German designed, Catan has had many spin-offs and variants, including many expansions. I’d argue that Settlers of Catan is the board game that helped bring board games back to the centre of social gaming. Having sold more than 15 million units world wide, this board game is easy to pick up and play, which can be played in an hour. The question is, which version do you get? I’d recommend still getting the original.
Although I get a feeling they kind of went wrong when they introduced this to the world…
==1) Chess & Hero Quest
Chess – Joel
The king of games. Little needs to be said, it’s the pinnacle of strategy gaming, there are no elements of chaos like dice or decks of cards, only skill.
When we debated chess and Hero Quest to a standstill, I likened chess to sharks. It’s a design that has barely changed since its’ creation many centuries ago, a few tweaks here and there to made as play intensified, visual aesthetics that reflect trends of the time. Chess is history itself, it’s art, and music, and literature, and narrative.
Nothing can be said about the King of Games that has not already been said a thousand times before by a thousand more eloquent people. It’s also one hell of a way to start arguments.
Hero Quest – Timlah
This was a board game that was basically a game of Dungeons & Dragons. Amongst some of the special points about Hero Quest are that it’s now quite a rare game to get your hands on. It’s so worth having a go if you can manage to get your hands on it, though.
It’s incredibly expansive with people creating resources for the game, almost to the same degree that people make resources for Dungeons & Dragons. This game was so popular, they took to Kickstarter for a 25th anniversary edition which was highly successful, even though they were met with copyright disputes. This shows that the community for this particular game is so strong still – It’s worth a nod at the very least.
Couple this with encouraging children to learn to tell stories and to teach them basic dungeon master skills, this game is the very foundation for children to progress into tabletop RPGs. It was very well balanced, with lots of great pieces which you could put on the board. With character sheets and rulebooks, this was the ultimate in tabletop RPG… And it was a board game, not pen & paper!
You’ve heard mine and Joels arguments for our respective game choices and now we’re handing it over to you. Do we hand the number one slot to Chess, or do we hand the number one slot to Hero Quest? Two entirely different games, both highly educational in their own rights and incredibly strategic. One promotes healthy competition, whereas the other promotes working together as a team. Now their fate for the ultimate battle of the number one slot is in your hands.
Don’t you just hate it when you’re sat there with all of these incredible board games and some people decide to mention these damned games instead? We’re not saying they’re bad or anything, but we’re saying god damn it, why do you even bring this up right now? Still, they deserve the love, even if one is the root of all evil and the other lets you find out who is going to play the root of all evil.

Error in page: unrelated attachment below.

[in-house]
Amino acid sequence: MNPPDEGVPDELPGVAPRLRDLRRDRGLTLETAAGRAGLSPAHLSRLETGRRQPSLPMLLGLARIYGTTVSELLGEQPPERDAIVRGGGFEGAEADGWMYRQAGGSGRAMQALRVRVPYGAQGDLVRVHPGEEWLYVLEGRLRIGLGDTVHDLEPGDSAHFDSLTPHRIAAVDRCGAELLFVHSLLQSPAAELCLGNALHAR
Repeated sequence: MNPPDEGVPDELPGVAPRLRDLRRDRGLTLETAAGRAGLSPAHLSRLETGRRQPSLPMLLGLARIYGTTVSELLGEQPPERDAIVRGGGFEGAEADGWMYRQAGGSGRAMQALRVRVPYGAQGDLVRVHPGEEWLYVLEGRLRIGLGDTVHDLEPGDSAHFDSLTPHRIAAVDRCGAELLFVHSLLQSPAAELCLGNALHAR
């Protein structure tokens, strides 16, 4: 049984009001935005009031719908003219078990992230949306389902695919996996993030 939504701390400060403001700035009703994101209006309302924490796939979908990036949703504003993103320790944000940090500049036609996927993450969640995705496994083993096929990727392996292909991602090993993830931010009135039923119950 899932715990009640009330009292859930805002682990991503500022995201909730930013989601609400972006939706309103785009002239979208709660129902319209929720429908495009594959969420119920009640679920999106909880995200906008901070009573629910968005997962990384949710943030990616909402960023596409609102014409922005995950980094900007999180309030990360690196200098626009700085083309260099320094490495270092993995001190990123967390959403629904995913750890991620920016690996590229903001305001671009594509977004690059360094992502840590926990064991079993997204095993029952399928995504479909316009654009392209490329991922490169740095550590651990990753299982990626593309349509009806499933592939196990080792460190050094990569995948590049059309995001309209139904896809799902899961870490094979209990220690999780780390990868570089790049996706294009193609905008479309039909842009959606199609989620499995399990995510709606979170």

Dungeons and Dragons
Do you have any idea how many times during an explanation of what D&D is, I’ve been asked “So is it a board game?” and my response always starts the same way, “No, well, ehh… kind of.”
And that’s the point, tabletop RPs are board games that don’t need a board necessarily, but there’s no denying that they can be helpful under certain circumstances. Boards are readily available in huge varieties, pre-made, draw your own, build your own, everything from line drawings to sculptures. Tokens, and figures and dice are all available, even box-sets that’ll give you the whole lot in one go.
But they’re not board games! They’re not!
I’m not sure if this game is evil at its core by this point, but the game was first made as a way to demonstrate the evils of property trading. No seriously, that is why Monopoly exists… And it’s very good at getting this point across. This is a game where you have to watch your friends and family turn from your loved ones into vicious, penny pinching, money grabbing monsters before your very eyes.
They want your blood, your thimbles, your wheelbarrows, your dogs and evil your top hats. They do this, not out of love… But this is war. This is a property war and this is Monopoly, damn it!
Whew, I may be getting ahead of myself here, but Monopoly is pure evil and it always brings up heated discussion. Whether you love it or hate it… Monopoly is a game that will tug at peoples heart strings, either from pure love of the game to “hnngh, I’m going to have a heart attack as you mentioned that vile abomination of a game.”
That was our list of our Top 10 Board Games and our honourable mentions for this week. Yes, we know, we cheesed it with our honourables, but Monopoly is a necessary evil that needed to be exposed for the evil (but fun evil) that it is. We also have a controversial decision in our contentious first place position, between Chess and Hero Quest. What do you think about that? Let us know what our next Top 10 should be!
As always, if you disagree with our list: Why not shout at us and tell us that we’re stupid in the comments below? Or you can be nice and give us your suggestions and let us know if you think we’ve forgotten a really important board game from this list. Perhaps you like our list but don’t agree with the order? What are your thoughts on us doing a joint first place with Chess and Hero Quest? We had a long, tough debate over this but we couldn’t put a point past either of them. As always, comments below, over on Facebook or Twitter and let us know what you think of our Top 10 for this week!
My local games shop host regular events where people can come and play board games, take part in events, meet new gamers and try something different. They’re a lot of fun, and I’m not just saying that because I’m on the committee who runs them. Helping to manage events is one hell of an opportunity for me, and I’ve learned a great deal in the process, and though it’s been a long fight for us to make games days a success, they get better every time, and everyone who comes enjoys themselves, and ultimately that’s what is important.
We are Shrewsbury’s biggest games event, and we are still rising. In fact e-Collectica itself is currently looking likely to move from it’s current stall in the local Market Hall and into a high street premises, and next years’ events are going to be bigger and better than ever.
If you’re local to the area, keep an eye on Facebook and GeekOut South-West for updates on when the next games day should be. For now though, take a look at what you’d be missing out on:
A huge thank you to everyone who attended and an even bigger thanks to those yet to attend! We look forward to seeing you.
And once again, a huge thank you to e-Collectica for every opportunity they’ve given me.